Managing snails in citrus orchards

Page last updated: Monday, 9 March 2020 - 12:13pm

Snails cause damage to citrus orchards by feeding on fruit and leaves. Snail management is a multi-step process that involves both cultural and chemical control.

Snail damage

Snails cause damage in citrus orchards by feeding on ripe and ripening fruit, leaves of young trees and young tree bark. Fruit damage appears as circular chewed areas in the rind (Figure 1). The brown garden snail (Cornu aspersum) is the most common species of snail causing damage in citrus orchards in the south west of WA (Figure 2). Other snails that might cause problems for citrus include the White Italian snail (Theba pisana), Vineyard or common white snail (Cernuella virgata) and small conical snails (Prietocella barbara).

Figure 1. Snail damage on a mandarin
Figure 1 Snail damage on a mandarin

Damaged leaves have large chewed areas along the margins. Snails can cause severe problems in citrus orchards, where no-till weed control and sprinkler and low-volume irrigation create an ideal environment for snail development. They can also cause issues with irrigation management by clogging sprinkler heads and irrigation systems.

Brown garden snails on a citrus leaf
Figure 2 Brown garden snails on a citrus leaf

Reproduction and lifecycle

An understanding of the snail lifecycle is fundamental for the effective management of the pest. Snails are hermaphrodites which means they have both male and female reproductive organs. Even though they are able to self-fertilise, most snails will mate with another snail. The garden snail reaches sexual maturity between one to two years after hatching.

Aestivation

In summer, most snails will shelter in the canopy to escape from the heat. During this time they are largely inactive and enter aestivation (dormancy). Aestivation can last from a few days to months. Snails in this state can also be found sheltering on fence posts, at the base of weeds and grasses, in trees as well as under rocks or below the soil surface.

Compared to other snail species, the common garden snail may be more active during summer. Rainfall can trigger snail activity and they may move out of the canopy to feed temporarily. Movement will depend on the type of ground cover and availability of other foods in the orchard.

Egg laying

Autumn rains and changing environmental conditions will break aestivation and trigger movement. After aestivation is broken, snails will begin to feed, mate and lay eggs.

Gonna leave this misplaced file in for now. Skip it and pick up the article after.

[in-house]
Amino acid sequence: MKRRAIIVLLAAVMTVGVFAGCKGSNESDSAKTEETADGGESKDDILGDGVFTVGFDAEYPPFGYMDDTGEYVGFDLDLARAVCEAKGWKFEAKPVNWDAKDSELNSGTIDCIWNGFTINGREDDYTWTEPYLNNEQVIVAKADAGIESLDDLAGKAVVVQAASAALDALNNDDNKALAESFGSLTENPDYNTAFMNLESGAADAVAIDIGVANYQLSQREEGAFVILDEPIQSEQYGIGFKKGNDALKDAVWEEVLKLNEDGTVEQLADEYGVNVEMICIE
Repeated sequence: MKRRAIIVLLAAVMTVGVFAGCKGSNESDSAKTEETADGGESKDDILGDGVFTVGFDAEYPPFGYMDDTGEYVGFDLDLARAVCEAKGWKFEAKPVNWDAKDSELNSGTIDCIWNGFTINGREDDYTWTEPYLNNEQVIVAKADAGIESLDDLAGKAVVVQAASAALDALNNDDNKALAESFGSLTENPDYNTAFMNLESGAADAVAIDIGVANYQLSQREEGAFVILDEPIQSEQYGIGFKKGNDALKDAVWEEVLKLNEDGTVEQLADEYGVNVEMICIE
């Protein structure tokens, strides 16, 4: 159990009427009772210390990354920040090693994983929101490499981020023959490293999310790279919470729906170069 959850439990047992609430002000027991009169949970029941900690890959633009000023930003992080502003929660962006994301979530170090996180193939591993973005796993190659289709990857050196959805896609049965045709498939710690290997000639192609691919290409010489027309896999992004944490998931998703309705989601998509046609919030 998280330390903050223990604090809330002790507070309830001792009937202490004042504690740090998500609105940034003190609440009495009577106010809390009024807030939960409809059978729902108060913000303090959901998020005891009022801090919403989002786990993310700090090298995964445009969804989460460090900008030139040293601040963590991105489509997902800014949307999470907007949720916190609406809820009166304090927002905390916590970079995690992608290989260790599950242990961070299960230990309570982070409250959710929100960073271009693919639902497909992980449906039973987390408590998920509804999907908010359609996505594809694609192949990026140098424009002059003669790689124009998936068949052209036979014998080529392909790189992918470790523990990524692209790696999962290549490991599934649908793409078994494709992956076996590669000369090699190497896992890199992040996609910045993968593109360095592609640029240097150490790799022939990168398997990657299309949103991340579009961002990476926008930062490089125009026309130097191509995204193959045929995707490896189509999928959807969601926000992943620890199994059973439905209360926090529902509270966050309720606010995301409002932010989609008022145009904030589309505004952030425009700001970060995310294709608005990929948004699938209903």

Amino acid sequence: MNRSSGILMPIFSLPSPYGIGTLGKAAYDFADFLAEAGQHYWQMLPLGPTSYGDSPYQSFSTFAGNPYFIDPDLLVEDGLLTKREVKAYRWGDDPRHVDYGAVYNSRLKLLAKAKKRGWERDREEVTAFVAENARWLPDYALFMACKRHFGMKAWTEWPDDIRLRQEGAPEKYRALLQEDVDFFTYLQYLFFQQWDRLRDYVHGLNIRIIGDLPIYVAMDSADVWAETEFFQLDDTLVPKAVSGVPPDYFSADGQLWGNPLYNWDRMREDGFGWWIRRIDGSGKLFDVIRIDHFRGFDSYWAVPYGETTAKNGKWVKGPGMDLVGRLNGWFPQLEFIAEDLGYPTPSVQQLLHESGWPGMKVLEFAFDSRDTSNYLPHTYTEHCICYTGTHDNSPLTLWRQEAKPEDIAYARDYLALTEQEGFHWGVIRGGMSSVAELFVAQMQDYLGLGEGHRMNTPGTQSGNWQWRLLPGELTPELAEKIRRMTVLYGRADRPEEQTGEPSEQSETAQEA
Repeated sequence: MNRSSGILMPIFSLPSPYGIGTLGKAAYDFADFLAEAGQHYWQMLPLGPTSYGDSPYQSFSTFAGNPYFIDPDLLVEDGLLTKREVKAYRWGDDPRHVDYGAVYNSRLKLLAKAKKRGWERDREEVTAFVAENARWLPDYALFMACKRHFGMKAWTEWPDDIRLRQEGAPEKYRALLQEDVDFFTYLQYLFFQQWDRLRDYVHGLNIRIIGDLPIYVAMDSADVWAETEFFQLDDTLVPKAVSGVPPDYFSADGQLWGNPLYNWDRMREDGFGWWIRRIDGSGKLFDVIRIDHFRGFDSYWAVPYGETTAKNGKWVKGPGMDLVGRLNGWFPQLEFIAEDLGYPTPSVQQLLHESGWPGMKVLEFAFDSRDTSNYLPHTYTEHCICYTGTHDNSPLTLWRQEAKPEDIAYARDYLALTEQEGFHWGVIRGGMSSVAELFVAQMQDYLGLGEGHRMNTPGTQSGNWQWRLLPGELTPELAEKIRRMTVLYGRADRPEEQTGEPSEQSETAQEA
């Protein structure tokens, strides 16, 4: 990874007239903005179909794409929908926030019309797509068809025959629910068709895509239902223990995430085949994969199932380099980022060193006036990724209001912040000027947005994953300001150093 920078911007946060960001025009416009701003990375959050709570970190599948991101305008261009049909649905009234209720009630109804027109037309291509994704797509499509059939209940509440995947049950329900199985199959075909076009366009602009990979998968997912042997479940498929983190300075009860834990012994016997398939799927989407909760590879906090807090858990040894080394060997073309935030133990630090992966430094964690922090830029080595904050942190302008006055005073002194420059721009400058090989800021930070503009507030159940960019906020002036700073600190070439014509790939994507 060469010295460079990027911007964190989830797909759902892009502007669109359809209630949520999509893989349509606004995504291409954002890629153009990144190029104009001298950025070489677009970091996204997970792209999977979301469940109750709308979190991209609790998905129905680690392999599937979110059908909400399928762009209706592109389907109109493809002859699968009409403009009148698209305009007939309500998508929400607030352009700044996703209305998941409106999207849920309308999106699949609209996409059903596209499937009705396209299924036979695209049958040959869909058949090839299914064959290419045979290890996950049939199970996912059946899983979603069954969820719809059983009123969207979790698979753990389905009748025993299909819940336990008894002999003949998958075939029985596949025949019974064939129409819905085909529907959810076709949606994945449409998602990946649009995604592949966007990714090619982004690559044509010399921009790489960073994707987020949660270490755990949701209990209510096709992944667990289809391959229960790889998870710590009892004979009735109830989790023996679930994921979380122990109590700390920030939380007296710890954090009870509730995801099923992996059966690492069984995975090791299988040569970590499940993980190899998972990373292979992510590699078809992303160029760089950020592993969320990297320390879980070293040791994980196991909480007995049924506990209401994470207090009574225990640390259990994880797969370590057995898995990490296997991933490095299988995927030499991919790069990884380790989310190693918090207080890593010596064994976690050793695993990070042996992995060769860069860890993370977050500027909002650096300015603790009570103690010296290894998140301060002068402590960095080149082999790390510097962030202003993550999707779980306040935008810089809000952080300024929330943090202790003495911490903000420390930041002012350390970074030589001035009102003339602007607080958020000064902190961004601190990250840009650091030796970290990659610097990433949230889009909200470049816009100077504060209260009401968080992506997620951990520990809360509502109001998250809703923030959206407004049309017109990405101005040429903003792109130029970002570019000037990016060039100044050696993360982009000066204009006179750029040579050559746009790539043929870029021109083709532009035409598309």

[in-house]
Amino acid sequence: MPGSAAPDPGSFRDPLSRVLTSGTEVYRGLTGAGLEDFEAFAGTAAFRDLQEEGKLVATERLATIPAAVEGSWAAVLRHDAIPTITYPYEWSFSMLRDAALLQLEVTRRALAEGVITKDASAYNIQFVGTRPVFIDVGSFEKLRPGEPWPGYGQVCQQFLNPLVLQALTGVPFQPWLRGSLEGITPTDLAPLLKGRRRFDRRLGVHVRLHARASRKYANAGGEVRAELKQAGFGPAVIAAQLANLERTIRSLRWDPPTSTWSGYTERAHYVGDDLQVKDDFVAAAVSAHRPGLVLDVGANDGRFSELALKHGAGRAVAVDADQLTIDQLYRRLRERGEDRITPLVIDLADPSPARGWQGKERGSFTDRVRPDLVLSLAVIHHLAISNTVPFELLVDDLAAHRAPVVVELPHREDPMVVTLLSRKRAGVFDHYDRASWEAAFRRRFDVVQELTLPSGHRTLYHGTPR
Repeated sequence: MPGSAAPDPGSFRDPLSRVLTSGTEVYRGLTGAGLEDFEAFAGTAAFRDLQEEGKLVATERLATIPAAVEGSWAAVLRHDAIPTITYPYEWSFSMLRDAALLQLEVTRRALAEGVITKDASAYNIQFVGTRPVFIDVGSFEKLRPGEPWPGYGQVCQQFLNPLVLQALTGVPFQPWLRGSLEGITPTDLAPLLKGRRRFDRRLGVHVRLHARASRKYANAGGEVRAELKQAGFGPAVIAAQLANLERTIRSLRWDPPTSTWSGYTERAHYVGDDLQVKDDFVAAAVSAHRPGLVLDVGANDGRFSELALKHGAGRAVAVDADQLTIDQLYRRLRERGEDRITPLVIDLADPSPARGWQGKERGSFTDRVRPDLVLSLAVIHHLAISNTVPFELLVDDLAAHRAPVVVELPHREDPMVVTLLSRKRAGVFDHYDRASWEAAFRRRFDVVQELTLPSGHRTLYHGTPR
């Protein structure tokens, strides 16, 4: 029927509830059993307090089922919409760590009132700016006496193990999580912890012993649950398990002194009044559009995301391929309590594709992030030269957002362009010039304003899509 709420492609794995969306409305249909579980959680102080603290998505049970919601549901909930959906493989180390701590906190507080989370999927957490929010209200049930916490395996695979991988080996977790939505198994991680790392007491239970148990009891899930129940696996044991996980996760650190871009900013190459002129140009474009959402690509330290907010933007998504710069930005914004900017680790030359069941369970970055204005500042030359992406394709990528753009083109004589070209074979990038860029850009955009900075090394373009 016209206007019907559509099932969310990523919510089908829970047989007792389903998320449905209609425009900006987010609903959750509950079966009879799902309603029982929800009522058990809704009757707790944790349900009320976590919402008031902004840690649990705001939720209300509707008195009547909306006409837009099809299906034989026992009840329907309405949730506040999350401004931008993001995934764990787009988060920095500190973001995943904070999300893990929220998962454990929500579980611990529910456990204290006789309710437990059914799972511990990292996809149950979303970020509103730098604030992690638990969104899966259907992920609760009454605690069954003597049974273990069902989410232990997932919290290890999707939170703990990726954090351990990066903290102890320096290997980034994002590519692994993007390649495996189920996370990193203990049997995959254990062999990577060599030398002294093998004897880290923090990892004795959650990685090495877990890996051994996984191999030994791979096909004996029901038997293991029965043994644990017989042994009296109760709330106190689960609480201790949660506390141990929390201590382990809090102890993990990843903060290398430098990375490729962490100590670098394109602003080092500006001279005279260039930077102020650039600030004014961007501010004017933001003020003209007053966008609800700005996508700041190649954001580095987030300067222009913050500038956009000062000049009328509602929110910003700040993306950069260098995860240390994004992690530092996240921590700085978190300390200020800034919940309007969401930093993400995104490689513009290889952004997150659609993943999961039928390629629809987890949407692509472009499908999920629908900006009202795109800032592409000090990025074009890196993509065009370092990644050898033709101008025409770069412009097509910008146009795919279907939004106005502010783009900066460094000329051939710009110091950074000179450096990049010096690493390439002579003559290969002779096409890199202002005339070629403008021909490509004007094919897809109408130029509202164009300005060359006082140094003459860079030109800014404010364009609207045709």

Snails can produce up to six batches of eggs in a single year. During the mating process each snail will lay around 80 eggs about 3-6 days after mating. Each snail digs a 2–4cm hole in the soil with its foot to lay the eggs which will hatch two weeks later (Figure 3).

Most egg laying occurs in winter but can continue if the soil remains moist. The common garden snail may hibernate during winter if temperatures are too cold by burying itself in the soil or at the base of plants.

Some egg laying can still occur in spring if soil is moist. As temperatures increase, snails will begin to find a safe place for summer aestivation. Snails will increase movement into trees at this time. Cultivation or other management practices which disturb snails on the orchard floor and remove their food source will cause increased movement into trees. Populations from surrounding areas can quickly migrate in to orchards to aestivate.

Figure 3 Snail eggs buried in the soil

Monitoring

The key to effective snail control is regular monitoring. It is necessary to estimate how many snails are present before and after applying control measures. Early identification of population growth is essential for control. 

Check in the early morning or in the evening when conditions are cooler and snails are more active. The density of snail populations can vary substantially across an orchard. If there are a wide range of snail sizes in the orchard this indicates that snails are breeding but if most snails are the same size they are likely migrating into the orchard from nearby infected areas. Migration can be minimised by focusing control efforts on the boundary and neighbouring areas.

Control methods

Snail management is a multi-step process that involves both cultural and chemical control including:

  • monitoring snail numbers for assessing and targeting management
  • baiting to reduce population
  • pruning tree skirts to make it more difficult for snails to attack low-hanging fruit
  • managing weeds and mowing inter-row to reduce shelter and food source for snails